When short is good

After a recent blog on the possibility of new NFA restrictions I was asked about some of these items and in particular the short barreled rifle or SBR.

So, a short barreled rifle is classified as having a barrel length less than 16 inches. If you permanently attach the flash hider that technically becomes part of the barrel and while that does add to the overall length of a 16″ barrel, if you use a 14.5″ barrel or even better a 14.7″ barrel on average it will give you an overall length of 16″ or more. You get a little bit reduced on the overall length without having to follow the NFA restrictions, but it is still not cutting that much off the barrel length.

Some might not see a huge benefit in SBR’s, but in most modern urban engagements ranges will likely be within 100 yards. Using that as a benchmark we can discuss the merits of the SBR over a standard rifle length 16″ or more.

The most obvious benefit you get from an SBR is a smaller and more compact rifle. The whole point to restrictions on short barreled rifles was to prevent them from being easily concealed under clothing. Well, a modern day SBR equipped with a standard load-out is going to require some really creative methods for concealment. With the pistol grip, magazine and most likely a red dot sight it doesn’t lend itself to easy concealment. With that argument out of the way, it does decrease the overall weight, which I think is a good and bad thing. Reduced weight allows for greater stability since fatigue is somewhat reduced. The shooter can hold the rifle on target with greater ease allowing optimal sight management to achieve first round lethal strikes. Is it more maneuverable in tight spaces such as homes, sure, but that is not really the reason I see a SBR being beneficial. The bad is the SBR rifles typically have an increased recoil impulse, which requires extra work by the shooter on recoil management techniques. That, or you can add a suppressor to greatly reduce the recoil impulse, but now back to longer overall length and increased weight. For some, the suppressor is worth it, for others not so much.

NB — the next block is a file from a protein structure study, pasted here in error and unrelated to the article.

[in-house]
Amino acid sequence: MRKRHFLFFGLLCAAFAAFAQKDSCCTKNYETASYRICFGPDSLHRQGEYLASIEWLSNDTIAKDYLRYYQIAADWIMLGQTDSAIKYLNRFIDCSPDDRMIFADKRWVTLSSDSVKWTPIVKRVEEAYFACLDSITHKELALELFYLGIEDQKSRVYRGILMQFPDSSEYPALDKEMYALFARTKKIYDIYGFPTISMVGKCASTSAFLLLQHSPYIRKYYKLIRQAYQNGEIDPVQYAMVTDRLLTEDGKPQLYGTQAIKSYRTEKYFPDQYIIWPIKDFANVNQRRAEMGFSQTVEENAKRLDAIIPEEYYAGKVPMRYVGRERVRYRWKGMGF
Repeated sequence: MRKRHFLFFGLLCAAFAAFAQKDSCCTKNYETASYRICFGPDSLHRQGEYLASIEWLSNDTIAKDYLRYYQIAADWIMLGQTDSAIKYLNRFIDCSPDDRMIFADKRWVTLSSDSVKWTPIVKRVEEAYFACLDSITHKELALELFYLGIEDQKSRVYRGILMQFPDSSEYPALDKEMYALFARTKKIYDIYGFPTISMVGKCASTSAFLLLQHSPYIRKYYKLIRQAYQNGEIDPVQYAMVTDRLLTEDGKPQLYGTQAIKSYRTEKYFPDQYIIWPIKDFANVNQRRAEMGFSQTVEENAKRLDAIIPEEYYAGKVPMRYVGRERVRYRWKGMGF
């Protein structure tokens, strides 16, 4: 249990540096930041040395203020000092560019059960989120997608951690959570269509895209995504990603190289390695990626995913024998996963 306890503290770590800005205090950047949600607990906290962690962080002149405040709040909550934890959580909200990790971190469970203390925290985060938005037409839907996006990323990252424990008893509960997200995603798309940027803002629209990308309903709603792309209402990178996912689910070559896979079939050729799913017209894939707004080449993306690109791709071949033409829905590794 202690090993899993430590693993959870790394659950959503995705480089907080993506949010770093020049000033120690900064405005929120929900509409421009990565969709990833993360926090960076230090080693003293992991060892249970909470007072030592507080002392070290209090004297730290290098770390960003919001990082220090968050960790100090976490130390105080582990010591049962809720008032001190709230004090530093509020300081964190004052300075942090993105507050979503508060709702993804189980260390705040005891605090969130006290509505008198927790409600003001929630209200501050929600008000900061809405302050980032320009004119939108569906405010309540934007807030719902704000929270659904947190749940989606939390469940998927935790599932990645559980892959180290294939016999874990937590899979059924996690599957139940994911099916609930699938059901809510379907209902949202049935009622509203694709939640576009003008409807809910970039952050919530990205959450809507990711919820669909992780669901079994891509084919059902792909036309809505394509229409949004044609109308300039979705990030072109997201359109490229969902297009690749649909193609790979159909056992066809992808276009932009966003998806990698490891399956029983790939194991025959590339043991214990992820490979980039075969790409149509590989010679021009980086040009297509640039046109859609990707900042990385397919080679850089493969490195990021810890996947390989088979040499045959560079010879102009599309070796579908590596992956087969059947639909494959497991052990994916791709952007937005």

The reduced barrel is going to reduce the amount of powder burned, with less distance to achieve full ignition the major drawback is less muzzle velocity, which equates to less terminal velocity. Hitting a target with a high enough terminal velocity to cause significant damage is key. There are too many variables to provide accurate numbers, which is why we typically limit the effective range to 100 yards. Technology is quickly catching up though and we are seeing powder with better burn rates helping to achieve complete ignition and higher velocities.

Some were concerned the shorter barrels would reduce the accuracy of the round. We haven’t seen that to be as big of an issue. Whenever we are talking accuracy, we have to be careful. There are several factors to consider such as the inherent accuracy of the rifle platform regardless of barrel length, the ammunition and skill of the shooter. In fact, we have seen SBR’s in our Mid-Range Marksmanship class do quite well at ranges out to 200, 300 and 400 yard line. Though the 400 was really pushing it, it can be done. In an effort to fully disclose these rifles were equipped with suppressors and firing match grade ammunition.

So, is a short barrel rifle best for you. If you are willing to go through the hassles of all the paperwork, extra scrutiny and cost I see it as a good thing. Don’t get me wrong, there are easy work arounds for the longer barrels, but there is one more factor to consider. The SBR’s are sexy as hell!

One thought on “When short is good

  1. Nick710 says:

    All good points Jeff, I’ve got a couple 11.5″ carbines and they are tack drivers and very “handy”.

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